"Gripping and emotionally compelling; a stunning novel about power, privilege, and survival in a world where you must fight even after everything has been taken from you. If you can only read one book this year, make it Queen of the Conquered."K. S. Villoso, author of The Wolf of Oren-Yaro
"Queen of the Conquered is intricate, powerful, and brilliant, with vivid worldbuilding, compellingly flawed characters, and a plot full of exciting action and creepy twists!"Melissa Caruso, author of The Tethered Mage
"Sinks its teeth in early and forces the reader to confront privilege and revenge through an electrifying voice. With an unforgettable ending, Queen of the Conquered is one of the most refreshing fantasies you'll read this year. There is simply nothing else like it."Mark Oshiro, author of Anger is a Gift
Sigourney Rose is Elskerinde, head of Lund Helle island, one of the islands of Hans Lollik. Yet she is also the only survivor of the Rose family massacre, perpetrated by the same colonizing families she now moves among. As Elskerinde, she is viewed as a betrayer of the enslaved brown-skinned islanders, and to the pale Fjern rulers, she does not know her place. But Sigourney plays the long game, using her power to manipulate thoughts and control people, to get herself to Hans Lollik Helle, where the childless ruler will decide on his successor—and where Sigourney will find vengeance. There she will be trapped for storm season, and murder, power plays, and rebellion simmer into a perfect storm of their own and a battle for the throne. VERDICT Callender's (Hurricane Child; This Is Kind of an Epic Love Story) first adult novel draws race relations, conquest, magic, and politics into an imaginative, layered story that will keep readers twisting until the end. The author's personal experience growing up in St. Thomas lends to the rich setting and postcolonial themes. [See Prepub Alert, 5/5/19.]—Kristi Chadwick, Massachusetts Lib. Syst., Northampton
In a grimly plausible political fantasy-turned-murder mystery, a young woman faces the bloody consequences of her choices.
Centuries ago, the pale-skinned Fjern conquered a group of Caribbean-like islands and enslaved its dark-skinned inhabitants. The islander Sigourney Rose was the sole survivor of the slaughter of her family by Fjern conspirators resentful that her mother, Mirjam, a freed slave married to a wealthy landowner, was invited to join the king's inner circle of advisers. Resolved to revenge herself and to seize the regency, Sigourney poisons her cousin for his political position and uses her "kraft," magical psychic abilities, to manipulate the failing mind of an orchestrator of the conspiracy into making a match between her and the woman's son so that she will be of sufficient consequence for the regent to choose her as his successor. But once Sigourney reaches the royal island of Hans Lollik Helle, where the king will make his choice, nothing is as it seems. Someone is murdering the other members of the kongelig, the Fjern ruling nobility, and the king may be nothing more than a ghost or illusion. Will Sigourney survive long enough to achieve her goals? Where other authors might make a woman in Sigourney's position a freedom fighter, Callender's adult debut depicts a self-involved woman bent on personal power, with no clear idea of what to do with it beyond gain revenge. For someone who can read minds, Sigourney doesn't really understand people, or even herself, very well. She desperately wants the respect of the other Fjern even though she knows full well that their violent prejudice against her skin tone means she will never get it. She only ever expresses the most pinched and selfish forms of love yet wants the islanders to love her and understand that she's acting for their own good even though she actually does nothing for them, issuing orders to her slaves while ignoring them as people, somewhat reluctantly abusing and executing them, and associating with their oppressors. She feels a certain amount of guilt for her actions but not enough to stop her from acting. And despite her resentment at never being treated like an intelligent equal, she continually underestimates her fellow islanders, to her cost. Despite their grotesqueness and near absurdity, her hypocrisy and blind spots are totally realistic.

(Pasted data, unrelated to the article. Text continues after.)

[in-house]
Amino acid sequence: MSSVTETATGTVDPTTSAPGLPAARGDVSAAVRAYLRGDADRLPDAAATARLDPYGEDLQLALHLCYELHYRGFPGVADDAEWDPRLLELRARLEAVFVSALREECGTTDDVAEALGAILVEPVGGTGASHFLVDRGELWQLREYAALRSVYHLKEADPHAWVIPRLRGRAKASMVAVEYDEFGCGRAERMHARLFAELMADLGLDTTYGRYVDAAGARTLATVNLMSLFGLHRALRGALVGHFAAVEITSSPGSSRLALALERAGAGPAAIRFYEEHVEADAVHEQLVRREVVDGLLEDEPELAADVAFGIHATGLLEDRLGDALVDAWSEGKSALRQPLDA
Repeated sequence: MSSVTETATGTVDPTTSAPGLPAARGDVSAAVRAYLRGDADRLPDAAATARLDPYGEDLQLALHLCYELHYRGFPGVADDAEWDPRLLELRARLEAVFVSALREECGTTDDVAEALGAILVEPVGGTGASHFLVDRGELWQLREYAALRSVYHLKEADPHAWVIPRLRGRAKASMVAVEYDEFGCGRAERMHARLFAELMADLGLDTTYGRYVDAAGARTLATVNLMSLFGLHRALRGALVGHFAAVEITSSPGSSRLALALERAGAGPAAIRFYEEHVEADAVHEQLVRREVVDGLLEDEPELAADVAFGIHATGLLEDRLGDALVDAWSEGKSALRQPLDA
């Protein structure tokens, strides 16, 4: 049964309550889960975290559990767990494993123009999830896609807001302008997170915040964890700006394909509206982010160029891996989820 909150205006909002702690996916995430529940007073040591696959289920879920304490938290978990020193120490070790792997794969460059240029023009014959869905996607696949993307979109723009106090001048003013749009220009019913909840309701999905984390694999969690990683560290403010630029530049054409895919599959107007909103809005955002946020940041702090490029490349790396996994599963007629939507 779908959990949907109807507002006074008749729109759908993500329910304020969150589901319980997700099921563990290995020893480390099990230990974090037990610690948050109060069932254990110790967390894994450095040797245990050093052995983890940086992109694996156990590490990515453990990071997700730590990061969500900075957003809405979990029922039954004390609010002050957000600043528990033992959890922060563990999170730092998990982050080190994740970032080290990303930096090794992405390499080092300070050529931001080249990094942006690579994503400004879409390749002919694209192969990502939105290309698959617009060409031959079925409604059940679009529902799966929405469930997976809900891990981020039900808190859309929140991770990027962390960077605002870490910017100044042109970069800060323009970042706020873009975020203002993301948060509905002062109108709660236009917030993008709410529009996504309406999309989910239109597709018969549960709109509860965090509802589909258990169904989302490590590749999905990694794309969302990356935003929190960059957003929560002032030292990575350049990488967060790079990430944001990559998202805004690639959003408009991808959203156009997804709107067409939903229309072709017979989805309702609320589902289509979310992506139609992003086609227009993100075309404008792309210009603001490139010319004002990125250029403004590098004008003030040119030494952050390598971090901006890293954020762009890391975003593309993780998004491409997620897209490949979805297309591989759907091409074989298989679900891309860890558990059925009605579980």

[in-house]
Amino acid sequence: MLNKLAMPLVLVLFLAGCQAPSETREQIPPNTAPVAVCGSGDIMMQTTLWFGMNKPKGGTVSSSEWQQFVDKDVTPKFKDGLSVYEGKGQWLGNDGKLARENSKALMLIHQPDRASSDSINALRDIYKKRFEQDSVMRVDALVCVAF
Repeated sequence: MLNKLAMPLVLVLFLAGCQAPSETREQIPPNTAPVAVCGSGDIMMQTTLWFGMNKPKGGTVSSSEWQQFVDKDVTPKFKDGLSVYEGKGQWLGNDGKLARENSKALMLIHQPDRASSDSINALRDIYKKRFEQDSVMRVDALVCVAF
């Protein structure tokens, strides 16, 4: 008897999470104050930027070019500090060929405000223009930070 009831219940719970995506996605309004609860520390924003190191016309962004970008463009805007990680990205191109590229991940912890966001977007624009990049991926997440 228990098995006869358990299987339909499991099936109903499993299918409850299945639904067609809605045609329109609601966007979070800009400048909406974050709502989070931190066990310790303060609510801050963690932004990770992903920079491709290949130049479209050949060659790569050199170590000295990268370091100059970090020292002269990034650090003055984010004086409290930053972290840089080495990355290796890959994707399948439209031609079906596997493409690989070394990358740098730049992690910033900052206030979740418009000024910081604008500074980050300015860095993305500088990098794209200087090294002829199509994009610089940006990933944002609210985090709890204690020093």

A fascinating exploration of how power corrupts and drives a person toward self-betrayal.